The 10 am Chennai sun has the tarmac on a slow simmer. As the flight to Delhi taxis on the runway, the noon-like harshness burns our campaign-and-reporting-weary eyes. I turn to look, and farmer leaders Rakesh Tikait and Yudhvir Singh are napping in the rear of the plane. After five days and nights of a national convention on agrarian distress organised by the national water community and Tamil Nadu-based farmer organisations, they are going home. Amidst an ocean of clouds, reflections on the campaign float in: What did the conference achieve? Will the farmers of Tamil Nadu accept the call of the farmer leaders from North India to insist on the repeal of the three central legislations on agriculture and demand a legal guarantee for Minimum Support Prices?
Most of the participants in Chennai were farmers and their representatives from Karnataka, Kerala, Tamil Nadu, Andhra Pradesh and Telangana. Rakesh Tikait, Yudhvir Singh and Anuj Singh from Uttar Pradesh attended as emissaries of the Samyukt Kisan Morcha. So did farmers from a few other northern states. Rajendra Singh, the ‘Waterman’ of India, chaired the conference. Former Samajwadi Party MLA Krishna Kumar Singh and other regional stalwarts who work on water-related issues were also present. Farm experts Devinder Sharma and PV Rajagopal addressed the conference digitally.
After Chennai, the Tikait-led trio headed to the Tiruppur-Viluppuram sugarcane belt, eight hours to the west. Here, the most vital signals emerged that the farm protests are inching towards becoming a broader peoples’ movement. Land grab, assured Minimum Support Prices and corporatisation of agriculture were the major concerns that farmers from Tamil Nadu raised. Between Hindi, English, Tamil, and Kannada, the leaders managed to seed the idea that farmers’ struggles are over the same issues in the North or the South. The message against the three new farm laws is now embedded deep inside Tamil Nadu.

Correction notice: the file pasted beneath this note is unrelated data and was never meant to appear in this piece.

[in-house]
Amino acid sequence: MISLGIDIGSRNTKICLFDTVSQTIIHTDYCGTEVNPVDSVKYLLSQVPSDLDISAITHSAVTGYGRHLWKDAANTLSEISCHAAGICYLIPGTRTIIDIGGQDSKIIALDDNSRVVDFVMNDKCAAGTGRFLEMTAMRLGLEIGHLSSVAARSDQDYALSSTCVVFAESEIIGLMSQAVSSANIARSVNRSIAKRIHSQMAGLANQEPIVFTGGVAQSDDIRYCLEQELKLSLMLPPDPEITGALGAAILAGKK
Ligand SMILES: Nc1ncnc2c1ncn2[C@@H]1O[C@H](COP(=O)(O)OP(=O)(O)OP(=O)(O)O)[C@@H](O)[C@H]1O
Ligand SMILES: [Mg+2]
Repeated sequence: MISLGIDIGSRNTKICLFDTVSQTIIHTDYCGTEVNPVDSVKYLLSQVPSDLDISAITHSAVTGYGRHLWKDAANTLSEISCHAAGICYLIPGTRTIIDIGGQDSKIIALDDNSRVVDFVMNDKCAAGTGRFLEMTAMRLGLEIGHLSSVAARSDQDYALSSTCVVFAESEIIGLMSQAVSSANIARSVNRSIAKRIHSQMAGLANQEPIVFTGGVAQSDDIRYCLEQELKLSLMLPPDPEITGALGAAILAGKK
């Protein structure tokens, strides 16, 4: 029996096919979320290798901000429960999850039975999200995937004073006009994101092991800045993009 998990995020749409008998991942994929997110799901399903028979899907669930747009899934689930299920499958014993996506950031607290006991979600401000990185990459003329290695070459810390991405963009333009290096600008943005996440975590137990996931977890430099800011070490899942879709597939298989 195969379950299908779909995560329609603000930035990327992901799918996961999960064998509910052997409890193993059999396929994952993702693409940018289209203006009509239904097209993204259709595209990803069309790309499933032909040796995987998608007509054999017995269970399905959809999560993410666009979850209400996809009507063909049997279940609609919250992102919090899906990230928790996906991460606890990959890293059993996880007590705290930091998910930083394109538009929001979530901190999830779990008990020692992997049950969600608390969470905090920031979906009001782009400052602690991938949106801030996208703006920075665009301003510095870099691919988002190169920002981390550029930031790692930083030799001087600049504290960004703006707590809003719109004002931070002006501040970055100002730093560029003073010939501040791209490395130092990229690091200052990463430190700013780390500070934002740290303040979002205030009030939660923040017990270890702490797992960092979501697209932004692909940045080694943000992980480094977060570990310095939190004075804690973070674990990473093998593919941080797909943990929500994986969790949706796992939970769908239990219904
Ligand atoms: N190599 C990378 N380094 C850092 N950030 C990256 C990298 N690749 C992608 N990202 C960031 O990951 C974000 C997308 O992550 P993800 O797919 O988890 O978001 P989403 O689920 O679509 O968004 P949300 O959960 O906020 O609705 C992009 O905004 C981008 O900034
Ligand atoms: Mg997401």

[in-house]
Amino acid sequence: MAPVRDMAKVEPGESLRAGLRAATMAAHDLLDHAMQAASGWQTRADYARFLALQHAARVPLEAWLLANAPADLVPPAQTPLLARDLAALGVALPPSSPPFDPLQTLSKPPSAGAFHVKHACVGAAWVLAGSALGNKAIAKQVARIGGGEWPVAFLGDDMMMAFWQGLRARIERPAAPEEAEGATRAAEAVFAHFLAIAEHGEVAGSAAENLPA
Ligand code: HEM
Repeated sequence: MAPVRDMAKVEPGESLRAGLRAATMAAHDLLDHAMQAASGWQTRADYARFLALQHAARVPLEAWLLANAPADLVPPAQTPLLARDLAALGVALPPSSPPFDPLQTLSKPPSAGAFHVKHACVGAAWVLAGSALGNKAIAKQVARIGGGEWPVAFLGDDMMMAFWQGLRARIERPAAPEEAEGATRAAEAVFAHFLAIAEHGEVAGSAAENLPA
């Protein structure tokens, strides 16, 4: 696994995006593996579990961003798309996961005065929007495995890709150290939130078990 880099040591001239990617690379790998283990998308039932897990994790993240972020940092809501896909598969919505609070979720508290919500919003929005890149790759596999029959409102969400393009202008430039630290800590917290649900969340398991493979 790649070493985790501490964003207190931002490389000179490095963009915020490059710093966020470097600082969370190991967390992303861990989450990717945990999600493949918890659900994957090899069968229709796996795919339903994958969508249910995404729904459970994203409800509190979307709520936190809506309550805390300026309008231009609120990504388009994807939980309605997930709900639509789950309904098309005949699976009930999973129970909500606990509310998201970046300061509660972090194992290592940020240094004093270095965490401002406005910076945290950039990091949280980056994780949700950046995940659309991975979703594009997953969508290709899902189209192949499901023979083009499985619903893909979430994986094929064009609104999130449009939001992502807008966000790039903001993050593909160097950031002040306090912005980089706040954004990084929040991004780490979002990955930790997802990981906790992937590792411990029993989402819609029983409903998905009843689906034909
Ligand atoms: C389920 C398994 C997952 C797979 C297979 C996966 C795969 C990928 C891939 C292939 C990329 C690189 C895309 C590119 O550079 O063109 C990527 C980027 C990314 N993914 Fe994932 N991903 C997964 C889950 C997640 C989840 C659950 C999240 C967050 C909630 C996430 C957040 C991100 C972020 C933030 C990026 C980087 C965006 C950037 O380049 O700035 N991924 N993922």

Farm leader Rakesh Tikait in Chennai, August 2021.Image Credit:Indra Shekhar Singh
But was that all? No. The first significant achievement of the conference was to forge a new alignment between the water rights movement in the North and South and between farmer’s rights groups and the Kisan Kranti front led by Tikait and other Bharatiya Kisan Union (BKU) leaders. Food and water are connected now. Water rights groups filled the halls in Chennai and promised support and solidarity from the South. Recall that Rajendra Singh and PV Rajagopal were part of the VM Singh-led splinter group, which held a press conference in Delhi on 4 August while the Kisan Sansad was on at Jantar Mantar. Now, Rajendra Singh has extended unconditional support to the Samyukt Kisan Morcha and included Tikait in the events in Tamil Nadu.
It is a victory of the farmers movement that more voices are joining to strengthen their movement. Now water, a crucial issue for farmers everywhere, is part of the plan, which could transform the anti-farm law movement into an even bigger people’s movement.
Unknown to many non-Tamil speaking states, the DMK regime has dedicated its new agriculture budget to the farmers’ movement. Farmers have many complaints in the state, but this gesture still holds the possibility of forging an alternative economic paradigm. For example, it will not be surprising if farmers and their leaders pressure other state governments for dedicated agriculture budgets. The DMK is also an anti-BJP force. Like the Opposition parties that extended support to the farmers earlier this year, this friendship can bolster the farmers’ demands. Its cadres attended Tikait’s rallies in Tamil Nadu, and even a meeting with Stalin was on the schedule.